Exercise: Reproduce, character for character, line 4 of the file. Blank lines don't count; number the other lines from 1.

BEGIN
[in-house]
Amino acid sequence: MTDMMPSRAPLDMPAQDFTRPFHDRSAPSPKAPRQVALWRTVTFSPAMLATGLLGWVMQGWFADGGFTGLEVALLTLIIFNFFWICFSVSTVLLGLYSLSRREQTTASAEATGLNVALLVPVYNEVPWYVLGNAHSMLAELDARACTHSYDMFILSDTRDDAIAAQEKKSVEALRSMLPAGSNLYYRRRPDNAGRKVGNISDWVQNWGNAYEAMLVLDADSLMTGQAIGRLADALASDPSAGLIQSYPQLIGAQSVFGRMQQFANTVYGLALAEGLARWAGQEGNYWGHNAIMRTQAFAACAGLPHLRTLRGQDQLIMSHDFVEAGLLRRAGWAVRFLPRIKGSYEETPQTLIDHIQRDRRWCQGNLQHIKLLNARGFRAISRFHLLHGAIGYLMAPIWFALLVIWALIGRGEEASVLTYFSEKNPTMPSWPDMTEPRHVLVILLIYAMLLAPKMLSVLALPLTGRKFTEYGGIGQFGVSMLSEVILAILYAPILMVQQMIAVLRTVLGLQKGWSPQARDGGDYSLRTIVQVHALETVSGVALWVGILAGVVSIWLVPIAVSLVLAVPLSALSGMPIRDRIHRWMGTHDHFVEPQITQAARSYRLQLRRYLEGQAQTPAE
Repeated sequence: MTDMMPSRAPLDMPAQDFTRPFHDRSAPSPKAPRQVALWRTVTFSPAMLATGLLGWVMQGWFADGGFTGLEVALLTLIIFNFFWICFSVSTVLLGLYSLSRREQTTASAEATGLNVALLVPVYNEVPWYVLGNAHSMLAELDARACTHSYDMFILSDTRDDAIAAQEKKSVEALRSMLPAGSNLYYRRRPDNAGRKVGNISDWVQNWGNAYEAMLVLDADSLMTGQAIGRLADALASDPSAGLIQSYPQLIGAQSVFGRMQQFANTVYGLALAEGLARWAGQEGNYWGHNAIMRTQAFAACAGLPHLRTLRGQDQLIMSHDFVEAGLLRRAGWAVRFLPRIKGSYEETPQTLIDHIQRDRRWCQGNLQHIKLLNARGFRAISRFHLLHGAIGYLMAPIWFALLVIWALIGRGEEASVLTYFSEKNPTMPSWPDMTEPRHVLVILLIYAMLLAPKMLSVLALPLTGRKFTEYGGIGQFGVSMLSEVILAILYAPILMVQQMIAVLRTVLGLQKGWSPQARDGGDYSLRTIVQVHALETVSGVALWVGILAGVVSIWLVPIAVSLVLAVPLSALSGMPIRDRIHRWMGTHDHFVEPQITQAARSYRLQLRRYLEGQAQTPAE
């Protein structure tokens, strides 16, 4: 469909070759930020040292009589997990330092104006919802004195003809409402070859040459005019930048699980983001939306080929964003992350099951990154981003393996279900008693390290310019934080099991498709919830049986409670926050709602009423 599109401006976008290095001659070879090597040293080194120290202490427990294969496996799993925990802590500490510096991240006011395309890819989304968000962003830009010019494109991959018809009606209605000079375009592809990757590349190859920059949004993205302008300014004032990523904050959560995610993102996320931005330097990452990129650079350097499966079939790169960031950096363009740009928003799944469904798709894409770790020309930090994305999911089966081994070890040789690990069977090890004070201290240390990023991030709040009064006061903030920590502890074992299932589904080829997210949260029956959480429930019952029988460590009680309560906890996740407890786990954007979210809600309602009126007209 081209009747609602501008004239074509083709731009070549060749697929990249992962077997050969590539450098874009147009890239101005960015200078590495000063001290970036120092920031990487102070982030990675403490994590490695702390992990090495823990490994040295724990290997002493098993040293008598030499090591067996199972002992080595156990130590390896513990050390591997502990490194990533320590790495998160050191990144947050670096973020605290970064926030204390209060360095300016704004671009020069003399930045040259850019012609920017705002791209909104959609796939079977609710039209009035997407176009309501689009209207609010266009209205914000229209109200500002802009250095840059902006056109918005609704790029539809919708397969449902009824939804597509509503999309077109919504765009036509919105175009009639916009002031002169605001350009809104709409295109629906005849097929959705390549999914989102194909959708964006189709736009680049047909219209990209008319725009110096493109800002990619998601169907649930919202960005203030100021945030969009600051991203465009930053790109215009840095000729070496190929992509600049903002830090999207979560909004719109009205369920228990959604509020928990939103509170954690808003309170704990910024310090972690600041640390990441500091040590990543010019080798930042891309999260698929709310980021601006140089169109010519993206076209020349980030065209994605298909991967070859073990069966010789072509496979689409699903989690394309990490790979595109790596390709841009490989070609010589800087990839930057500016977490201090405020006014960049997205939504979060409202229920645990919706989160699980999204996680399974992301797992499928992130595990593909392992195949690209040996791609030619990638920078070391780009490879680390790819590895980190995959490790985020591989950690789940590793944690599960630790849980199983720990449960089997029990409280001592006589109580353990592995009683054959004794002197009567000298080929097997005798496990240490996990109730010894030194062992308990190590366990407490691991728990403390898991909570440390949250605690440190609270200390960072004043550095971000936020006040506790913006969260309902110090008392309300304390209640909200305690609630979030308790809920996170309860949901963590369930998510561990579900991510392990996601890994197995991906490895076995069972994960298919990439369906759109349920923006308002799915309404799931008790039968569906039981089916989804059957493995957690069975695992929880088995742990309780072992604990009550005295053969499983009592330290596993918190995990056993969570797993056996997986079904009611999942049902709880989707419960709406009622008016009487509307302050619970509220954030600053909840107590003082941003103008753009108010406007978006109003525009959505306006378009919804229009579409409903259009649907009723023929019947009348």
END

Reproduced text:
């Protein structure tokens, strides 16, 4: 469909070759930020040292009589997990330092104006919802004195003809409402070859040459005019930048699980983001939306080929964003992350099951990154981003393996279900008693390290310019934080099991498709919830049986409670926050709602009423 599109401006976008290095001659070879090597040293080194120290202490427990294969496996799993925990802590500490510096991240006011395309890819989304968000962003830009010019494109991959018809009606209605000079375009592809990757590349190859920059949004993205302008300014004032990523904050959560995610993102996320931005330097990452990129650079350097499966079939790169960031950096363009740009928003799944469904798709894409770790020309930090994305999911089966081994070890040789690990069977090890004070201290240390990023991030709040009064006061903030920590502890074992299932589904080829997210949260029956959480429930019952029988460590009680309560906890996740407890786990954007979210809600309602009126007209 081209009747609602501008004239074509083709731009070549060749697929990249992962077997050969590539450098874009147009890239101005960015200078590495000063001290970036120092920031990487102070982030990675403490994590490695702390992990090495823990490994040295724990290997002493098993040293008598030499090591067996199972002992080595156990130590390896513990050390591997502990490194990533320590790495998160050191990144947050670096973020605290970064926030204390209060360095300016704004671009020069003399930045040259850019012609920017705002791209909104959609796939079977609710039209009035997407176009309501689009209207609010266009209205914000229209109200500002802009250095840059902006056109918005609704790029539809919708397969449902009824939804597509509503999309077109919504765009036509919105175009009639916009002031002169605001350009809104709409295109629906005849097929959705390549999914989102194909959708964006189709736009680049047909219209990209008319725009110096493109800002990619998601169907649930919202960005203030100021945030969009600051991203465009930053790109215009840095000729070496190929992509600049903002830090999207979560909004719109009205369920228990959604509020928990939103509170954690808003309170704990910024310090972690600041640390990441500091040590990543010019080798930042891309999260698929709310980021601006140089169109010519993206076209020349980030065209994605298909991967070859073990069966010789072509496979689409699903989690394309990490790979595109790596390709841009490989070609010589800087990839930057500016977490201090405020006014960049997205939504979060409202229920645990919706989160699980999204996680399974992301797992499928992130595990593909392992195949690209040996791609030619990638920078070391780009490879680390790819590895980190995959490790985020591989950690789940590793944690599960630790849980199983720990449960089997029990409280001592006589109580353990592995009683054959004794002197009567000298080929097997005798496990240490996990109730010894030194062992308990190590366990407490691991728990403390898991909570440390949250605690440190609270200390960072004043550095971000936020006040506790913006969260309902110090008392309300304390209640909200305690609630979030308790809920996170309860949901963590369930998510561990579900991510392990996601890994197995991906490895076995069972994960298919990439369906759109349920923006308002799915309404799931008790039968569906039981089916989804059957493995957690069975695992929880088995742990309780072992604990009550005295053969499983009592330290596993918190995990056993969570797993056996997986079904009611999942049902709880989707419960709406009622008016009487509307302050619970509220954030600053909840107590003082941003103008753009108010406007978006109003525009959505306006378009919804229009579409409903259009649907009723023929019947009348």